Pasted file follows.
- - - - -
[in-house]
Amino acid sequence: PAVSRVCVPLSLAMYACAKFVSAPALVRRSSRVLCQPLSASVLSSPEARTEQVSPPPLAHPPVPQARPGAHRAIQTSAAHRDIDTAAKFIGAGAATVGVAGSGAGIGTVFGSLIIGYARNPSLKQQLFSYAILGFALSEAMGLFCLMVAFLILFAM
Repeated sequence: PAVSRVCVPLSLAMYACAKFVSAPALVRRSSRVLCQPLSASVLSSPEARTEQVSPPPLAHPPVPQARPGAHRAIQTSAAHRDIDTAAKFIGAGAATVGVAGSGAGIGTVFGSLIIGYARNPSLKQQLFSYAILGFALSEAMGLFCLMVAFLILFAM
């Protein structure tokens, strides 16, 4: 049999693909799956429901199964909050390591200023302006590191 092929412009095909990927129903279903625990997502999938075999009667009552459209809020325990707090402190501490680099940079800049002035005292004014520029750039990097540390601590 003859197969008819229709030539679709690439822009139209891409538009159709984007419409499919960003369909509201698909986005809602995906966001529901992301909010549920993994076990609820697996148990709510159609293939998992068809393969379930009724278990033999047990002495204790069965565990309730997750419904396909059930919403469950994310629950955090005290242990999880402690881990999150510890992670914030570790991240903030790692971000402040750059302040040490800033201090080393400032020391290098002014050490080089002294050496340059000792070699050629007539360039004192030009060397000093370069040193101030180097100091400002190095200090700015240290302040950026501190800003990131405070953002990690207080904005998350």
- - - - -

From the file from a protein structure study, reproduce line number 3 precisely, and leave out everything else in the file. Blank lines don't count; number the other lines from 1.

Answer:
Repeated sequence: PAVSRVCVPLSLAMYACAKFVSAPALVRRSSRVLCQPLSASVLSSPEARTEQVSPPPLAHPPVPQARPGAHRAIQTSAAHRDIDTAAKFIGAGAATVGVAGSGAGIGTVFGSLIIGYARNPSLKQQLFSYAILGFALSEAMGLFCLMVAFLILFAM